I am not sure whether Thomas and Betsey ever purchased their own farm, or whether they continued to rent. In the 1851 census, Thomas was listed on Concession 6, Lot 27, Cramahe. Harling noted that he was on Concession 8, Lot 12 in the 1850 census of Cramahe Township, and that he purchased a four-acre property – Concession 8, Lot 13 -- in 1852 and sold it in 1855. The 1861 census listed the family in a one-storey frame house.

It is clear Thomas did not get rich with farming or with carpentry, although he and Betsey had many mouths to feed. Fortunately, no one had much cash and farmers were usually self-sufficient. They grew their own food and they grew flax they wove into linen cloth. They sent their cow hides to the local tannery and some farmers even made their own boots and harnesses..7

The Rixons had eleven children, and, towards the ends of their lives, they raised two of their grandchildren, Samantha Rixon and Phineas Wellington Rixon. There is a family story that Thomas and Betsey had a twelfth child, Arthur Wellington Rixon. I have searched for him online, and I hired two local researchers to look for him, to no avail. I strongly suspect he never existed, and will write about this in a future post.

Thomas and Betsey’s other children were well documented:
William James Rixon b. 1826, m. Mary Jane Cardinell; Methodist preacher, died 1918, California
Henry James Rixon b. 1828, d. 1830
Catherine E. Rixon, b. 1829, m. Homer Platt, d. 1922, Brighton
Rhoda H.  Rixon, b. 1832, m. Jonathan Rolfe, d. 1907, Osceola, Michigan
Martha Jane Rixon, b. 1834, m. Moses Smith Perkins, d. Montague, Michigan, 1875
Ormacinda E. Rixon, b. 1836, m. Henry Ryan Fennell, d. 1913
Kezia Matilda Rixon, b. 1838, m. Charles Warner, d. 1910, Cramahe
Phoebe Ann Rixon, b. 1841, m. Marshall Dulmage, d. 1885, Brighton
Mary Lucy Rixon, b. 1843, m. Aaron Warner, d. 1924
James P. Rixon, b. 1845, d. 1848
Sarah L. Rixon, b. 1847, m. Amos Knapp, d. after 1920, Michigan

Grave of Elizabeth, wife of Thomas Rixon
Elizabeth Rixon died on Sept. 13, 1872 at age 67, and was buried in Hilton United Church Cemetery, near Brighton. After her death, Thomas must have moved in with his daughter Kezia Warner because, at the time of his death on Dec. 12, 1876, his place of residence was at the Warner home, Concession 6, Lot 27, Cramahe. Thomas died at age 82 and is also buried in Hilton Cemetery.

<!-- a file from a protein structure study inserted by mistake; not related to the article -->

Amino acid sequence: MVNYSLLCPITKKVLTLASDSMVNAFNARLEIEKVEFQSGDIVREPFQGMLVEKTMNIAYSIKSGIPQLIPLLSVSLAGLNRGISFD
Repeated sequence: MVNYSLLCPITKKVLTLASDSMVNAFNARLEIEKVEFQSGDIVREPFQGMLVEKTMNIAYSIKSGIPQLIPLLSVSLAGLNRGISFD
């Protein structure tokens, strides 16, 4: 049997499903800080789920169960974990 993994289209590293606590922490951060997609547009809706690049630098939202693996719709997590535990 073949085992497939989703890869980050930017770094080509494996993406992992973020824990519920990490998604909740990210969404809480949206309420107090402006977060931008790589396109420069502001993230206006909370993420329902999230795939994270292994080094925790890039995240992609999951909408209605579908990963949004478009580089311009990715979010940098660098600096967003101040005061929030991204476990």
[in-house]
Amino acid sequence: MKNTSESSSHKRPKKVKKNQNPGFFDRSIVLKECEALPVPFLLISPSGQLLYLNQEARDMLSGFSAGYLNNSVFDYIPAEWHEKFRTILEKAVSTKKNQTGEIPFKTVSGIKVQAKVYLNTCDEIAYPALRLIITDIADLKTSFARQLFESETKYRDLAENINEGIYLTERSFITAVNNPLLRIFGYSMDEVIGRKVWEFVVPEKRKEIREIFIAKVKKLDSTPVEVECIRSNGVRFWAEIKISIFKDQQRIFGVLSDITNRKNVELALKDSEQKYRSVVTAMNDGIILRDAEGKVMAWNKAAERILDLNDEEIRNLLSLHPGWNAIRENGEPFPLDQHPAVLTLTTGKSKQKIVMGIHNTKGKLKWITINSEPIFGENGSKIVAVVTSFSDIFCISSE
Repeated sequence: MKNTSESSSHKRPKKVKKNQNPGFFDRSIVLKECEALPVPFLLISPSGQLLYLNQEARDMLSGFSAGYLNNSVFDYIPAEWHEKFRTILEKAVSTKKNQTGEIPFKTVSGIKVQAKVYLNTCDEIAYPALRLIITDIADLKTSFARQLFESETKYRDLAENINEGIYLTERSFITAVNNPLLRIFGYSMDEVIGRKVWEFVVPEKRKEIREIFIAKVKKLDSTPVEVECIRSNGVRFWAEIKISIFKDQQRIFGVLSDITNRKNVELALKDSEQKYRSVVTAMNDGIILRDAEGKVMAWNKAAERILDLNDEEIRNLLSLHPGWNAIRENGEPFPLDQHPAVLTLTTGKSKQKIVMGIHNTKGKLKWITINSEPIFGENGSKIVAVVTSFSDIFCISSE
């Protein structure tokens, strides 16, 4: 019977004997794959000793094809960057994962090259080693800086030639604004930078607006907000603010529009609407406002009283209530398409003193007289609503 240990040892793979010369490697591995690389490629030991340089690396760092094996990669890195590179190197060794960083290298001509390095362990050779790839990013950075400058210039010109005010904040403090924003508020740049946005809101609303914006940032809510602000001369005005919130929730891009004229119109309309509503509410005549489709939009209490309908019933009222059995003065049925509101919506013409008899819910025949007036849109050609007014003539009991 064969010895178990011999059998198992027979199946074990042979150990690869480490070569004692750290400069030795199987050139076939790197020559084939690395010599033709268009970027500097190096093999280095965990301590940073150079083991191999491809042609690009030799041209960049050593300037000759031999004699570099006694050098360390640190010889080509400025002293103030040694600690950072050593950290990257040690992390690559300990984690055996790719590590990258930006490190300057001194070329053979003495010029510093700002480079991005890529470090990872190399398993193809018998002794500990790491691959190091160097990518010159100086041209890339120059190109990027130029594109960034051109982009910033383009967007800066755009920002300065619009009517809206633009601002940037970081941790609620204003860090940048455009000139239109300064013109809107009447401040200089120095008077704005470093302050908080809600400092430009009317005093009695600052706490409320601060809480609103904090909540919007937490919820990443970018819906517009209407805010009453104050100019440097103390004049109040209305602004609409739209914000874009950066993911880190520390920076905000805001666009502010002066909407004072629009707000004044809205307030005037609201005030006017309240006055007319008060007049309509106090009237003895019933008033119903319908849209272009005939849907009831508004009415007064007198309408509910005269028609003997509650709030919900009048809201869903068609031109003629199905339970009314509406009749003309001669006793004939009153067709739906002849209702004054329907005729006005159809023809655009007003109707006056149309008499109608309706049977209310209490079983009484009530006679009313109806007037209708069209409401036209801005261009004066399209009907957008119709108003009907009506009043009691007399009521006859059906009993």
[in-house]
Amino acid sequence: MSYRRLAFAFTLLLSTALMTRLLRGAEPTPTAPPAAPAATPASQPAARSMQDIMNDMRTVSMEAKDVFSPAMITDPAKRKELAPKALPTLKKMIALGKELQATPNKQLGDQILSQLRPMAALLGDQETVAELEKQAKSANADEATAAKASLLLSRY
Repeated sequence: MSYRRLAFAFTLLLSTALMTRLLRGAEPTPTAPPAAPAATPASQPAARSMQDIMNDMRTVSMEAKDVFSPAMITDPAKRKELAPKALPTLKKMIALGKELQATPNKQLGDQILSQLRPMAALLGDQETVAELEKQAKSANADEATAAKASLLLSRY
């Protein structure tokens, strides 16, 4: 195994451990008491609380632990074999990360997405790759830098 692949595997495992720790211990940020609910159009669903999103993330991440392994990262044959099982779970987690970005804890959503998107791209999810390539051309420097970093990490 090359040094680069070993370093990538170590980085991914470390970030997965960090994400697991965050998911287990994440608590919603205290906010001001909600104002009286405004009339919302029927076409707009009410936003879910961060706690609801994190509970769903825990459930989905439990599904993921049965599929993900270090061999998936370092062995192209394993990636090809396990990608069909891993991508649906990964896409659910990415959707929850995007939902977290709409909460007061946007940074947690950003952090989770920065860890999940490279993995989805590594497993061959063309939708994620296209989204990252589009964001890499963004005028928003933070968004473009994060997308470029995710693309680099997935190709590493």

Although Elizabeth’s gravestone is on the ground, it is still visible. Harling reported seeing Thomas’s gravestone next to it, broken and almost illegible, in 1984. Thirty years later, Thomas is still remembered.

Photo Credits: Janice Hamilton


1. Note on the back of a photograph of Samantha Rixon, signed at the bottom with initials LMF.  LMF was my grandmother, Lillian May (Forrester) Hamilton. She probably wrote the note in the 1940s or early 1950s since she mentioned her granddaughters. My cousin Alison Hermon emailed me an image of the note about eight years ago. Not realizing that there were errors, I forwarded a transcript to a genealogist working on the Fennell family, and it is now posted in the Public Member Trees section of Ancestry.  My grandmother wrote correctly that Thomas was from Kent, but she added that he went to the U.S. before coming to Canada. I have no confirmation of that. She stated his family was of Huguenot descent, which is possible since there were many Huguenots in southeast England, however, I have no evidence to prove it. Lillian also stated Thomas was a member of the United Empire Loyalist Party. Although it seems clear he loved England, he is not on any list of Loyalists, and several of his children ended up moving to the United States.

2. Janice Hamilton, “The Rixon Family of Woolwich, Kent,” Writing Up the Ancestors, Jan. 24, 2017,

3. “Fennells & Smiths, 19th Century Northumberland County, Ontario, Canada. A genealogical newsletter. Quarterly/ vol. 3 no 1/November 1984,” p. 2.
Professional genealogist Gabrielle Blaschuk found this article, written by Brian Harling, in the public library in Brighton, Ontario. She commented, “This is a priceless find, as I have confirmed that a number of records they have listed have, in the interim, disappeared and no one knows their whereabouts.”

4. Ibid. p. 2

5. Janice Hamilton, “A Confirmed Connection: the Thompson family of Goshen, N.Y. and Sophiasburgh, Ontario,” Writing Up the Ancestors, Nov. 4, 2015,

6. C. Loral R. Wanamaker, “John Thompson to Upper Canada circa 1800. Settled first Sophiasburgh twp. Later family Lot #72 – 3 Concession in Township of Ameliasburgh, Prince Edward County, Ontario,” (manuscript); hand-drawn map, p. E1, 1981; private collection of Elmire L. Conklin.

7. C. Sprague, “Early History of Big Island,” (manuscript), Quinte Branch, OGS, 1960.